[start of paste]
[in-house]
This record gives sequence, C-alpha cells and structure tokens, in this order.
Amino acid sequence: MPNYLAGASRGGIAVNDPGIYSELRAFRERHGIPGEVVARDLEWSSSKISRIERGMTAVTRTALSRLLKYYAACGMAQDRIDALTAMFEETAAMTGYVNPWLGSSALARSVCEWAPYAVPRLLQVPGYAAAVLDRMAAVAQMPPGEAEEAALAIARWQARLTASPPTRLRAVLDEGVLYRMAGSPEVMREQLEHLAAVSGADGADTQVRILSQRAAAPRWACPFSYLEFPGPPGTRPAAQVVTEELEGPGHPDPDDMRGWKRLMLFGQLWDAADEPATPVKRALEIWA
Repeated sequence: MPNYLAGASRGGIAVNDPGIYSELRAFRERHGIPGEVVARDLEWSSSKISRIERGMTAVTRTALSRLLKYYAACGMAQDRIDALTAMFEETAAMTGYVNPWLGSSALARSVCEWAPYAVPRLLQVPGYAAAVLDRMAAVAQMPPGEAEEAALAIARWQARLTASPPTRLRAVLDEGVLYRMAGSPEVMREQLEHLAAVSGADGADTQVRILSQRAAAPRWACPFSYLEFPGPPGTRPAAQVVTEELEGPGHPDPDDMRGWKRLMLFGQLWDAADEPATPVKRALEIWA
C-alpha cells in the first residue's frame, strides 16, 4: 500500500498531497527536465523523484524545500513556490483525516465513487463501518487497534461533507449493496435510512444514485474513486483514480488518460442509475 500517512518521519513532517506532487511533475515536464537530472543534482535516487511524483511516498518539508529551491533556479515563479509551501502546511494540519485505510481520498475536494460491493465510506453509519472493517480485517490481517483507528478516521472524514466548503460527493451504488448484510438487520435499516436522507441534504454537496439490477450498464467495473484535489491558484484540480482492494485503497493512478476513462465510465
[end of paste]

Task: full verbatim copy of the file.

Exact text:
[in-house]
This record gives sequence, C-alpha cells and structure tokens, in this order.
Amino acid sequence: MPNYLAGASRGGIAVNDPGIYSELRAFRERHGIPGEVVARDLEWSSSKISRIERGMTAVTRTALSRLLKYYAACGMAQDRIDALTAMFEETAAMTGYVNPWLGSSALARSVCEWAPYAVPRLLQVPGYAAAVLDRMAAVAQMPPGEAEEAALAIARWQARLTASPPTRLRAVLDEGVLYRMAGSPEVMREQLEHLAAVSGADGADTQVRILSQRAAAPRWACPFSYLEFPGPPGTRPAAQVVTEELEGPGHPDPDDMRGWKRLMLFGQLWDAADEPATPVKRALEIWA
Repeated sequence: MPNYLAGASRGGIAVNDPGIYSELRAFRERHGIPGEVVARDLEWSSSKISRIERGMTAVTRTALSRLLKYYAACGMAQDRIDALTAMFEETAAMTGYVNPWLGSSALARSVCEWAPYAVPRLLQVPGYAAAVLDRMAAVAQMPPGEAEEAALAIARWQARLTASPPTRLRAVLDEGVLYRMAGSPEVMREQLEHLAAVSGADGADTQVRILSQRAAAPRWACPFSYLEFPGPPGTRPAAQVVTEELEGPGHPDPDDMRGWKRLMLFGQLWDAADEPATPVKRALEIWA
C-alpha cells in the first residue's frame, strides 16, 4: 500500500498531497527536465523523484524545500513556490483525516465513487463501518487497534461533507449493496435510512444514485474513486483514480488518460442509475 500517512518521519513532517506532487511533475515536464537530472543534482535516487511524483511516498518539508529551491533556479515563479509551501502546511494540519485505510481520498475536494460491493465510506453509519472493517480485517490481517483507528478516521472524514466548503460527493451504488448484510438487520435499516436522507441534504454537496439490477450498464467495473484535489491558484484540480482492494485503497493512478476513462465510465